Budget 2015 – “Bold and Gutsy”
Posted on Wednesday, May 14th, 2014
The main objective of this budget is “to help build a prosperous nation”. The Treasurer, Joe Hockey, announced that “it is time for all of us to contribute” and that “the time to fix the budget and strengthen the economy is now.”
Medical research – gets a $20 billion Medical Research Future Fund
Small to medium businesses – 1.5 per cent company tax cut and no parental leave levy
Construction firms – $11 billion in infrastructure spending
School chaplains – $245 million over five years
Defence – Spending to rise to 2 per cent of GDP within a decade
Mothers – Paid Parental Leave Scheme to pay new mothers up to $50,000
The sick – $7 fee increase for GP visits and cuts to hospital funding
High income earners – Deficit tax rise of two percentage points for people earning more than $180,000 a year
Pensioners – Pension age rises to 70 from 2035 and concessions cut
Families – Cuts to Family Tax Benefit Part B
Young unemployed – Under 30s face a six-month wait for a reduced dole
University students – Face higher, deregulated fees
Motorists – More expensive petrol with a fuel levy
Public servants – 16,500 job losses
Foreign aid – Reduction in foreign aid budget of $7.9 billion over five years
Indigenous people – A $500 million cut to indigenous programs over five years
Local councils – Cuts of nearly $1 billion over four years
ABC and SBS – Cuts of $43.5 million and Australia Network abandoned
Politicians, senior public servants – One-year pay freeze, gold pass travel for ex-MPs wound back then abolished
- Forecast budget deficits:
- $29.8 billion for 2014-15
- $17.1 billion for 2015-16
- $10.6 billion for 2016-17
- $2.8 Billion for 2017-18
- A return to surplus in 2018-19
- 2.5% GDP growth is expected for 2014-15
- 3% GDP growth is forecast for 2015-16
- 6.25% unemployment is expected for 2014-15 and 2015-16, and 6% for 2016-17
Key Changes for Individuals and Families
- A 3 year budget repair levy (deficit tax) will apply from 1 July 2014 until 30 June 2017. This 2% tax will apply to individuals with taxable incomes in excess of $180,000.
- The dependant spouse tax offset will be abolished from 1 July 2014.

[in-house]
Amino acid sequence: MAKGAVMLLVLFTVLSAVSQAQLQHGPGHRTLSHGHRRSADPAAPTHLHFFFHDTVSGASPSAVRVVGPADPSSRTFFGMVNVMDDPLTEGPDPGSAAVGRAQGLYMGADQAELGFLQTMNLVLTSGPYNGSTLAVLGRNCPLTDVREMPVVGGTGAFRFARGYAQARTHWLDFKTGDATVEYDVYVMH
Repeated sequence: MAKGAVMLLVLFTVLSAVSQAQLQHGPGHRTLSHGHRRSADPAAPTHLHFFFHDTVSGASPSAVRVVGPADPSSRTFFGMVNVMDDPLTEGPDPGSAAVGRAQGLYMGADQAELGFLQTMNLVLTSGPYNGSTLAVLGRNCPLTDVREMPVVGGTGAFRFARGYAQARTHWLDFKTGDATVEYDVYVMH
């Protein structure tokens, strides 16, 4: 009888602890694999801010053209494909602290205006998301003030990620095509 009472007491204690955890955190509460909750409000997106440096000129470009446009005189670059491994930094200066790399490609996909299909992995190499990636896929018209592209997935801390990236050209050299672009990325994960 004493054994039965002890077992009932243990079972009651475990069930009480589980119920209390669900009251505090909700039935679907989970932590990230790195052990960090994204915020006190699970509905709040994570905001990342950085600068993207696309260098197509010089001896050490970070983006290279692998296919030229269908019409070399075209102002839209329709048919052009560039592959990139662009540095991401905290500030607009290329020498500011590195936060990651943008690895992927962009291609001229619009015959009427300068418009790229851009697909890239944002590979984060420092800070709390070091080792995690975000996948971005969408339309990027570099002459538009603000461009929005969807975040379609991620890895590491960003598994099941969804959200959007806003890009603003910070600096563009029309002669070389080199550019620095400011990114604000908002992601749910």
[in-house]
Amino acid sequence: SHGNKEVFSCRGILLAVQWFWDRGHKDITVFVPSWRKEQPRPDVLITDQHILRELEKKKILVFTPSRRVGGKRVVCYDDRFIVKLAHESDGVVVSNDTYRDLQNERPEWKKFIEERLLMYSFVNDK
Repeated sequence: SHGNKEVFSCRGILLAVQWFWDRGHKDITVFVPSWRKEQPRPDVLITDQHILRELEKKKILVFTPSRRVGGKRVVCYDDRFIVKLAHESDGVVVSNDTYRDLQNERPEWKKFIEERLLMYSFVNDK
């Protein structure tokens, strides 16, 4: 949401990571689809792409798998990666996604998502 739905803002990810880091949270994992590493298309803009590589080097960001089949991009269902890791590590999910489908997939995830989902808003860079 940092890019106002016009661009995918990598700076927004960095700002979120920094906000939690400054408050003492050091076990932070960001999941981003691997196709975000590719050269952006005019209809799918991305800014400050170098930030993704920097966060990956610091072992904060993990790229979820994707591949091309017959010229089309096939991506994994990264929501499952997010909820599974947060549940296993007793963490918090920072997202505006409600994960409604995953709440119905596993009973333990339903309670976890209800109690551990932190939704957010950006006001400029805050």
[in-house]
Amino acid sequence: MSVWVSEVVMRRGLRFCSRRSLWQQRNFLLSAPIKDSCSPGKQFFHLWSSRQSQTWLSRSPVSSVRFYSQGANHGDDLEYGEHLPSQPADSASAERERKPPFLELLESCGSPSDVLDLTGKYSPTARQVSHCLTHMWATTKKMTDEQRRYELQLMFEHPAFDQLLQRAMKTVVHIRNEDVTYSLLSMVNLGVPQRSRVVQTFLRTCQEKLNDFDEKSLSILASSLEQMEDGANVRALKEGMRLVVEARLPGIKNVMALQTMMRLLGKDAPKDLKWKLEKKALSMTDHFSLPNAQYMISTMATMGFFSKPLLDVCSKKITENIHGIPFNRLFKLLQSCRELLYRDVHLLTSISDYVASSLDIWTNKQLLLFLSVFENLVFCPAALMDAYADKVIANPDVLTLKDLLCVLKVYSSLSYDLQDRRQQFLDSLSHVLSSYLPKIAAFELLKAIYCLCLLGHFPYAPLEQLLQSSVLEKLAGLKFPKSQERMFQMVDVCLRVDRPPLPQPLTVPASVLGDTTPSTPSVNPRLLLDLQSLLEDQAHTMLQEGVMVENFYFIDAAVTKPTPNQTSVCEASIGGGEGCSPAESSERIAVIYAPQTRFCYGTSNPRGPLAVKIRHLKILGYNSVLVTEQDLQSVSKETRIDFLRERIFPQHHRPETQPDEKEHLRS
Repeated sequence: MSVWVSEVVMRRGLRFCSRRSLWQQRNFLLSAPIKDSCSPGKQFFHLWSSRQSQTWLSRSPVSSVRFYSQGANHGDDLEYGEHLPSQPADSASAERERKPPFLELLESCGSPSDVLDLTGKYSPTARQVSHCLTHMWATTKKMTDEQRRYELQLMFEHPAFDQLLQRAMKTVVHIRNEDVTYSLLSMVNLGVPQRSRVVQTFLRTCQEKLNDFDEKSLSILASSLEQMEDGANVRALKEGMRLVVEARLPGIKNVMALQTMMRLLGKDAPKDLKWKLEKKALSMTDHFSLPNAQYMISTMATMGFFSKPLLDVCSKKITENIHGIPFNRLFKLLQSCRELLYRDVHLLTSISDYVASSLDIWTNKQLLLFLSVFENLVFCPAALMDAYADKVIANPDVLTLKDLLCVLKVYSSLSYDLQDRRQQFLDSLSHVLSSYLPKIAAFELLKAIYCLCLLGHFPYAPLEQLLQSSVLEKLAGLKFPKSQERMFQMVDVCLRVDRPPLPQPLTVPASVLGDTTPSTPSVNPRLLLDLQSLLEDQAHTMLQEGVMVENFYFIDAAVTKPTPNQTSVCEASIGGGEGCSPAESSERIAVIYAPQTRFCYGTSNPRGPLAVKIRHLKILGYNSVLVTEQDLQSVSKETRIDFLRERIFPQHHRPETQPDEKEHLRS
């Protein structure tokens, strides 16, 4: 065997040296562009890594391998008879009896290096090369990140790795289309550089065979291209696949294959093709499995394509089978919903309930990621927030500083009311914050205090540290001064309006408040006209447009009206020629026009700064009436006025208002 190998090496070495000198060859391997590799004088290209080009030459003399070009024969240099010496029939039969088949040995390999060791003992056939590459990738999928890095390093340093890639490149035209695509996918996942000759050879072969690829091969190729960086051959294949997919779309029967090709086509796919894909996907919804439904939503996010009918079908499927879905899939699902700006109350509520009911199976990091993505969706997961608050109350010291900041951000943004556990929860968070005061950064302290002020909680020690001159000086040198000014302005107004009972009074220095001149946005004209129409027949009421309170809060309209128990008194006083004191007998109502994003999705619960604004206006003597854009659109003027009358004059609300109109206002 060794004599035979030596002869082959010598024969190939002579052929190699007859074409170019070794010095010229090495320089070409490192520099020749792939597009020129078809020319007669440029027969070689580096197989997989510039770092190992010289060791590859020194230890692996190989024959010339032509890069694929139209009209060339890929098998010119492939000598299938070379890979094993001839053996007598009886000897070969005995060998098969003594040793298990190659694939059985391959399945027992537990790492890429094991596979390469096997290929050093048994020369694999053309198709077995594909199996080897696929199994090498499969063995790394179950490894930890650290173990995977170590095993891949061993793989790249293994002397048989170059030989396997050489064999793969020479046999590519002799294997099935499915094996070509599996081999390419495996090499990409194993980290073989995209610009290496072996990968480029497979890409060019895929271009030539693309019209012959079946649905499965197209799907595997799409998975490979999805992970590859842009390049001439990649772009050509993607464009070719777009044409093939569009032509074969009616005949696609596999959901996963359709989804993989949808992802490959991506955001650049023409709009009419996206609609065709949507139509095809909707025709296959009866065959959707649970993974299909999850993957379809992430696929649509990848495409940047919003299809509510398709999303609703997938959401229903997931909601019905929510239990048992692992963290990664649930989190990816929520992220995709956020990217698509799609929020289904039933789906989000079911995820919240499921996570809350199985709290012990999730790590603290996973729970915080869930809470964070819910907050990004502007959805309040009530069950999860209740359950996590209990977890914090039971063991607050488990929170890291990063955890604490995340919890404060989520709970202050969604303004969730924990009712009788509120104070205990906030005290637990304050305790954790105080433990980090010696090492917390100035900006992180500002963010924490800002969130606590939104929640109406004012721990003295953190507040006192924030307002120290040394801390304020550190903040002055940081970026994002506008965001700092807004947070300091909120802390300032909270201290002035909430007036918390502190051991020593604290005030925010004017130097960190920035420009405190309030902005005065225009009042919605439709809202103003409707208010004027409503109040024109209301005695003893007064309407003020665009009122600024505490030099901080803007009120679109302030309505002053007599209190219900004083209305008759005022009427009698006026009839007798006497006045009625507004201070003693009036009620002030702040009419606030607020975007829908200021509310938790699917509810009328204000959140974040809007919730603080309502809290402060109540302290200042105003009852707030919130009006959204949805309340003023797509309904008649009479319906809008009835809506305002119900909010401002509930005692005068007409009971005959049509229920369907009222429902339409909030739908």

- The mature age worker tax offset will be abolished from 1 July 2014.
- The school kids bonus will be abolished.
- The first home saver accounts scheme will be abolished and the concessions won’t apply to new accounts as of budget night.
- From 1 July 2015, all Australians will pay at least $7 for GP visits, blood tests, and X-rays, and general patients will pay $5 more for prescription medication.
- The annual family income threshold for accessing Family Tax Benefit Part B will be reduced from $150,000 to $100,000. FTB B will cease when a child turns 6 years old.
- All current family assistance payments will be frozen for 2 years.
Key Changes for Businesses
- The increase in the superannuation guarantee rate will be pushed back by freezing the 9.5% rate from 1 July 2014 until 30 June 2018.
- The company income tax rate will reduce to 28.5% from 1 July 2015.
- From 1 April 2015 until 31 March 2017, the Fringe Benefits Tax rate will increase from 47% to 49% to prevent high income earners from using fringe benefits to avoid the budget repair levy.
- From 1 July 2014, a payment of up to $10,000 will be given to employers who hire a worker aged 50 or more who has been unemployed for at least six months.
Key Changes for Superannuation
- All excess non-concessional contributions and associated earnings can be withdrawn from superannuation funds from 1 July 2013 instead of an excess contributions tax applying.
- From 1 July 2014, the cap on non-concessional contributions will increase from $150,000 to $180,000 per year or $450,000 to $540,000 over a 3 year period.
For further details of the budget analysis read our Budget 2015 PDF Report.
Australian Government, Budget 2014-15
Sydney Morning Herald